Being the 8th in an itinerant series of lists of poetry that I found online and brought home to love and hug and call George…
Now we begin to introduce
Mr. James Montgomery of Newton, Mass.,
to Mr. Tomas Krakowski of Houston, Tex.,
only Mr. Krakowski is dead.
A poem about contemporary medical science that sounds so odd (the science, not the poem) that I had to indulge in a spot of “surely not” googling only to be told “indeed so”. “Science is just magic / with more bar graphs,” says Ms. Allan, and I swoon.
It’s basically a series of binaries, he says,
permutations of zero and one
so the data may be stored as, say,
A video interpretation of Kennedy’s poem, which cleverly connects knitting and the internet without the aid of hipsters. Although the person who made the video may be a hipster – they use YouTube, don’t they? Hipsters?
…The snailsdeath refers to the average length of time,about 43 seconds, elapsing between the loss of the firstsnail to toxic waters and the loss of the next, roughlyequivalent to the pause between swallows in a humanthroat, while the adverb here refers to my personand all its outskirts, beginning on the so-called cellularlevel extending more of less undaunted all the way down
to the vale at the foot of the bed. …
Aren’t pronouns just nouns. Why do we have a special category for that. I see no warrant for the category. “He walked into the room” versus “Dad walked into the room.” Don’t tell me a pronoun “takes the place” of a noun. What does that even mean.
Like Starlings‘s shtick is to pair up two poets and get them to write poems in response to each other. In this six-prose-poem sequence, part of a larger call-and-response between Madrid and Jeffrey Pethybridge, Madrid picks a fight with pronouns, stanzas, abstract poetry and lust, among others. Good, smart, funny stuff.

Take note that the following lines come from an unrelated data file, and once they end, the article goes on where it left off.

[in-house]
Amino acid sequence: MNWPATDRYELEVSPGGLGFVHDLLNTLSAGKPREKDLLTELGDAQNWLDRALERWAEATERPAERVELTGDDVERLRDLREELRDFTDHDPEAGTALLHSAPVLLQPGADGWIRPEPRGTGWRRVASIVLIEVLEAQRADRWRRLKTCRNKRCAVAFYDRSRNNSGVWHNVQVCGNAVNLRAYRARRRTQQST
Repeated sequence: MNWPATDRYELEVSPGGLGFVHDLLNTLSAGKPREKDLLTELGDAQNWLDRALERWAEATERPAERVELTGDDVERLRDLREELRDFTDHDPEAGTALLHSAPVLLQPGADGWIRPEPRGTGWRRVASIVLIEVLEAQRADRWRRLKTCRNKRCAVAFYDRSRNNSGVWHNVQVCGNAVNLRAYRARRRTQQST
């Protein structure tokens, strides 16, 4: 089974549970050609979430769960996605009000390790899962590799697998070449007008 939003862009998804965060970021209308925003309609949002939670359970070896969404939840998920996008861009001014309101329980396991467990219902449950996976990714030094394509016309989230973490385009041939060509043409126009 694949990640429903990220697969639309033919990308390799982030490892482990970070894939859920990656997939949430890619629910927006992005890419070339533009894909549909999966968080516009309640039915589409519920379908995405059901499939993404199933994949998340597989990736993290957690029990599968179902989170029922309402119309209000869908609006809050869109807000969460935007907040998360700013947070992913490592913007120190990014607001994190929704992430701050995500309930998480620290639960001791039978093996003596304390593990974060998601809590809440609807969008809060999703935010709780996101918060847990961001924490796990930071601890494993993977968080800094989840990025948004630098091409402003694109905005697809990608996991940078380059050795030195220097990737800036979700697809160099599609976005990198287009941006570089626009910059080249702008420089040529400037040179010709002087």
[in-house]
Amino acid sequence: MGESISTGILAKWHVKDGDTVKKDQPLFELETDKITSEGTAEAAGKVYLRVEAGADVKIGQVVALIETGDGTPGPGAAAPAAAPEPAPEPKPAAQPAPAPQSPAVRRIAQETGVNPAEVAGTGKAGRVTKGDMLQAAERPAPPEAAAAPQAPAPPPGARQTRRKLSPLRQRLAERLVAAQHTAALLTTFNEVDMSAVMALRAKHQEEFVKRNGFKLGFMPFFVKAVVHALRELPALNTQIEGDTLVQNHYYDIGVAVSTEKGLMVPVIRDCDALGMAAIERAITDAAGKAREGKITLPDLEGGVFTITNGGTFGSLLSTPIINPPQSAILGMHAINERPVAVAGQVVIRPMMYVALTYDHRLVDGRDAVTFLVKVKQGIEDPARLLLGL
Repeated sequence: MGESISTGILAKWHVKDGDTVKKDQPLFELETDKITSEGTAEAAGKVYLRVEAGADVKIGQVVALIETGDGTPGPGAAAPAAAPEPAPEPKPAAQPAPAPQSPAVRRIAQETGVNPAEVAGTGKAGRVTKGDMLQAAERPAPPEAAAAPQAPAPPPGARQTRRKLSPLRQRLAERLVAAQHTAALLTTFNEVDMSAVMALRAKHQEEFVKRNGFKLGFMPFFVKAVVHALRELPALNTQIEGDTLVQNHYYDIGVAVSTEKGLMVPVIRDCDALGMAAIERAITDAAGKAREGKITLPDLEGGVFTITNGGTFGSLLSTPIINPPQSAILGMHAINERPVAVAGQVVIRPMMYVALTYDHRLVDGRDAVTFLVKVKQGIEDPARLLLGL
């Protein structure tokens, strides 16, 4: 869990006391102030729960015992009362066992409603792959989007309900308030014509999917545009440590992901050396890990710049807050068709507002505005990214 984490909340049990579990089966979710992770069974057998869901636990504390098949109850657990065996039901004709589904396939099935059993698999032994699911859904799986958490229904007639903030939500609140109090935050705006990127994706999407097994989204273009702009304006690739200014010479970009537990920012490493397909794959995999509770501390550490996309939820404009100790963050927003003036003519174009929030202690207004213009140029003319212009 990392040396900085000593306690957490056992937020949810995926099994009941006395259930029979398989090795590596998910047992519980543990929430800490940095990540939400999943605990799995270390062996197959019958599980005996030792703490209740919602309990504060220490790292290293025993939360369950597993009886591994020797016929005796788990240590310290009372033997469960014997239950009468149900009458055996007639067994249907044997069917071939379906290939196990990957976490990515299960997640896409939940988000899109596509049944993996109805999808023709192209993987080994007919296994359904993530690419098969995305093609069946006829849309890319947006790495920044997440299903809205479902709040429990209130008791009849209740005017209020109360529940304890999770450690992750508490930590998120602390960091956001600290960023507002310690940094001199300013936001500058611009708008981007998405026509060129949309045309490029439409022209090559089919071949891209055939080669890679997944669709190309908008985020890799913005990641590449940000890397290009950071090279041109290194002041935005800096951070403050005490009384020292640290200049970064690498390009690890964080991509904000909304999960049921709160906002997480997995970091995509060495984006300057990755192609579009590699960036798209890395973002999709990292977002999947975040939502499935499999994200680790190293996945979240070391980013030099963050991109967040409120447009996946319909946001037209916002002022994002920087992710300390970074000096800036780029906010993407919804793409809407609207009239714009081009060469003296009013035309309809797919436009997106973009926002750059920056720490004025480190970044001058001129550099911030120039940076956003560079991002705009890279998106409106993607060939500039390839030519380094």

A hears by chance a familiar name, and the name solves a
riddle of the past.
B, in love with A, receives an unsigned letter in which the
writer states that she is the mistress of A and begs B not
to take him away from her.
B, compelled by circumstances to be a companion of A in an
isolated place, alters her rosy views of love and marriage
when she discovers, through A, the selfishness of men.
Originally published in the Paris Review in 1995 (and now gloriously online due to the Review‘s canonisable decision to make everything they published ever available for free), Mr. Ashbery’s romp reads like the weekly synopses of some so-terrible-it’s-unmissable never-made UK murder mystery show (Midsomer Murders via Xavier: Renegade Angel), now with 10% extra hilarity.
Today I am going to pick you up at the beige airport.
My heart feels like a field of calves in the sun.
My heart is wired directly to the power source of mediocre songs.
I am trying to catch a ray of sunlight in my mouth.
Aw. Just – aw.